edited June 2015
    Interesting information, but I don't see any horses in any of the photos. Did I miss some of the pictures? Thanks!
    Not to worry Celeste_in_TX...this was a 3-day event and the horses will be coming up on the next posting. The first two days were just an introduction to the Kamehameha Day Parade where I featured the Pa'u Riders and their horses. :oD
  • Very interesting, Paniolo_Gal, thanks for sharing! I really enjoy learning about different cultures and traditions. :) I'm excited to see the horses in the next few days! Is Kamehameha I featured on Hawaii's quarter? His statue looks familiar.
  • Paniolo_GalPaniolo_Gal Member
    edited June 2015
    Before I post photos of the 2015 Kamehameha Day Pa'u Riders...
    Just a little background information.


    image An 1880s Photo of Pa'u Riders from Peter T. Young

    THE ORIGINS OF THE PA'U RIDER:
    In 1803, an American ship captained by William Shaler and Richard Cleveland arrived with three horses aboard. They were intended as "gifts to King Kamehameha". In the 1820s and 1830s, more horses were brought over from California and equine riding became a means of transportation in the decades that followed. The origination of the female horsewoman started in the Big Island of Hawaii. The Hawaiian women chose to ride astride instead of sidesaddle. Queen Emma (The Queen consort to King Kamehameha IV who reigned from 1856 to 1863) was known to be an expert equestrian rider. They would wear pa'u (Hawaiian for "skirt") to cover their fancy dresses (holokū) worn to attend parties. The length of this outer covering is approximately 12 yards of a single length of fabric and traditionally held with 6 pieces of unpolished kukui nuts. The early pa'u fabric was primarily calico or gingham and later evolved to more luxurious satin as seen on contemporary Pa'u Riders.

    In the early 1900s automobiles were introduced to Hawaii and pa'u riding faded. It was rejuvenated when a group of women gathered to create a society to keep the culture going. The first "Floral Parade" featuring Pa'u Riders began on 2/22/1906 and proved to be a tremendous success. In 1907, 8 Island Princesses were added to the parade. Today, these women participate in the floral parade on Kamehameha Day, an official State Holiday celebrated on June 11.
    http://www.hawaiipauriders.org/history/

    image A late 1800s-early 1900s photo of a regal looking Pa'u Rider...
    She reminds me of the beautiful Princess Kaiulani but the rider is not identified


    A background link to the lovely Princess Kaiulani:
    http://www.thekaiulaniproject.com/about_princess_kaiulani.htm
  • KMMKMM Member
    Nice history and pics.
  • Oh how cool!!! I love the look of all those leis draped on the statue and can try to imagine how wonderful the air must smell from all the flowers. Oh my!!! Thanks for the back ground info on the Pa'u Riders also. Can't wait for more!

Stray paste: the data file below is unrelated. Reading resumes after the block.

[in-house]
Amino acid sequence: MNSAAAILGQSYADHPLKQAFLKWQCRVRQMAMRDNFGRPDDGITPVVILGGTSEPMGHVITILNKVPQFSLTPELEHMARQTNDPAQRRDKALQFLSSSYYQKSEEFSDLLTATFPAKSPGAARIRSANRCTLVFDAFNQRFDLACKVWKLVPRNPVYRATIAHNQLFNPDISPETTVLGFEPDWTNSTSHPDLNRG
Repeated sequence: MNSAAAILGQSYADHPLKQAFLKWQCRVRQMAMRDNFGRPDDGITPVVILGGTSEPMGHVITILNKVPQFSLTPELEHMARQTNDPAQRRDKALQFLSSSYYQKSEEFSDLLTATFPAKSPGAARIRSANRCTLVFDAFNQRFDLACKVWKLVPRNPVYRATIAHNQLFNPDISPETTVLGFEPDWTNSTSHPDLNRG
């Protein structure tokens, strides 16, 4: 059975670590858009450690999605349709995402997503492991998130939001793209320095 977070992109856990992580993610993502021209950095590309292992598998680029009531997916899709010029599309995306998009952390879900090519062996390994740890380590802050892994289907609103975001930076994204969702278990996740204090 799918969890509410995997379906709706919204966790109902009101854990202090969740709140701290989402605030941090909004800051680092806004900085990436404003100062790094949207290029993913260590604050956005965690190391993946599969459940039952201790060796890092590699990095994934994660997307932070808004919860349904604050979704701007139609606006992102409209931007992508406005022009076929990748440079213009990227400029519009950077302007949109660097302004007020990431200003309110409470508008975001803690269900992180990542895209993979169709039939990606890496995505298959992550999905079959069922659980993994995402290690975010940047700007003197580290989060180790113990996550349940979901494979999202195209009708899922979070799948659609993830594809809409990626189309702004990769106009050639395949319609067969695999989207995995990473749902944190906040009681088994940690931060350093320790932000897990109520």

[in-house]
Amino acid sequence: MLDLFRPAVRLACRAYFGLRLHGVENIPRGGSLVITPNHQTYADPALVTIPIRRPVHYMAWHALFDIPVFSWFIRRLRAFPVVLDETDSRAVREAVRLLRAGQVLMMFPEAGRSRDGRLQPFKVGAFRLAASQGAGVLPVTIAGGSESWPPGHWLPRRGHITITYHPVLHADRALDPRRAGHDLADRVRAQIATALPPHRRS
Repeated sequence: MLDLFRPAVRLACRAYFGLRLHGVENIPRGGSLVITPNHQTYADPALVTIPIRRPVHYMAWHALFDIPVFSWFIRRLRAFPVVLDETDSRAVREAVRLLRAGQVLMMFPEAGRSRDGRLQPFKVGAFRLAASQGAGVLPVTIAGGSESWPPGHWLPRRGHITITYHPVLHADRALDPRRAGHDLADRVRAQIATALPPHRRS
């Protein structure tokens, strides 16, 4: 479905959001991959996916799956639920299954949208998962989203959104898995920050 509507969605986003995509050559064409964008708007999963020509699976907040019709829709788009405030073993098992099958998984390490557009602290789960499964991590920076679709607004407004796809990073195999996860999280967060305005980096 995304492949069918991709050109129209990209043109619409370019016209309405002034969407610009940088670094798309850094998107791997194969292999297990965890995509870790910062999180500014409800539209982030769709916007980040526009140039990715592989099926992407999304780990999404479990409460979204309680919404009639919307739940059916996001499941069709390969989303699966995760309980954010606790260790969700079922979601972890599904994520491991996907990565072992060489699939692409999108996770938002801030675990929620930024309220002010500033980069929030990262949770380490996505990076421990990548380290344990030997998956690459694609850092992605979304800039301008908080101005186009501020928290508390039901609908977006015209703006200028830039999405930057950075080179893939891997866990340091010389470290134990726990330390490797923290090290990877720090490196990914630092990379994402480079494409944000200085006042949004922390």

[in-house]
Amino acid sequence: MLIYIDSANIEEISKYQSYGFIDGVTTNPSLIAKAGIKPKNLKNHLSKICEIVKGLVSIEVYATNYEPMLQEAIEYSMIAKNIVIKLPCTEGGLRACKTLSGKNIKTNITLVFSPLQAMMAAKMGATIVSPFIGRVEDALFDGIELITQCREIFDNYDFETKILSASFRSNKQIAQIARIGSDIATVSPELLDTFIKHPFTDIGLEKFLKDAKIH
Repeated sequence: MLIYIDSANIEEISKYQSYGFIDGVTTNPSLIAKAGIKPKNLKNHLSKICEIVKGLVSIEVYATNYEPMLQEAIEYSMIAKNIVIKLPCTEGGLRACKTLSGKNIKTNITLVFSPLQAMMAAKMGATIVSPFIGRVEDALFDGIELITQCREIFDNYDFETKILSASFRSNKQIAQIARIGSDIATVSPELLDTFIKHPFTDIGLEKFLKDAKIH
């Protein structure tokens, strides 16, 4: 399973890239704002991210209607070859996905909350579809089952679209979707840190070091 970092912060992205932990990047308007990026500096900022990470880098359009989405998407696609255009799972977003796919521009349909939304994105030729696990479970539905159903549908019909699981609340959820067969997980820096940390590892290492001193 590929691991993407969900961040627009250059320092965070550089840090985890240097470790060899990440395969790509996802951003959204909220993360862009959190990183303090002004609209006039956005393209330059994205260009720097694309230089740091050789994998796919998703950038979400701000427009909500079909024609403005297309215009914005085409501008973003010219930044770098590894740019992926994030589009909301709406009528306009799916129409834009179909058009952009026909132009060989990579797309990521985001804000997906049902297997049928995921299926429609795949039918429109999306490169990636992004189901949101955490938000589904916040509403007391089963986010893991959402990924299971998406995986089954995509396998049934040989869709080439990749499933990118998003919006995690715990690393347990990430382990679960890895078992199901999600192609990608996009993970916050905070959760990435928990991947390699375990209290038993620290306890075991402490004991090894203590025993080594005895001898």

• Very interesting, Paniolo_Gal, thanks for sharing! I really enjoy learning about different cultures and traditions. :) I'm excited to see the horses in the next few days! Is Kamehameha I featured on Hawaii's quarter? His statue looks familiar.
    Ever watch the Hawaii Five-0 reboot? HQ is in the 'Iolani Palace, and the statue is right outside, and they feature it quite often in establishing shots.

  • Very interesting, Paniolo_Gal, thanks for sharing! I really enjoy learning about different cultures and traditions. :) I'm excited to see the horses in the next few days! Is Kamehameha I featured on Hawaii's quarter? His statue looks familiar.


    Ever watch the Hawaii Five-0 reboot? HQ is in the 'Iolani Palace, and the statue is right outside, and they feature it quite often in establishing shots.

    No I never have, but that's cool they show the statue in it.
  • Very interesting, Paniolo_Gal, thanks for sharing! I really enjoy learning about different cultures and traditions. :) I'm excited to see the horses in the next few days! Is Kamehameha I featured on Hawaii's quarter? His statue looks familiar.
    Very observant Horselover24! Yes...it is the statue of King Kamehameha on the quarter representing Hawaii. :oD

    Here's a link to the image for Hawaii's Quarter:
    http://atoztheusa.blogspot.com/2013/03/the-hawaii-quarter.html

  • Very interesting, Paniolo_Gal, thanks for sharing! I really enjoy learning about different cultures and traditions. :) I'm excited to see the horses in the next few days! Is Kamehameha I featured on Hawaii's quarter? His statue looks familiar.

    Very observant Horselover24! Yes...it is the statue of King Kamehameha on the quarter representing Hawaii. :oD

    Here's a link to the image for Hawaii's Quarter:
    http://atoztheusa.blogspot.com/2013/03/the-hawaii-quarter.html

    Thank you! I collect quarters, so this was an interesting read for me. :)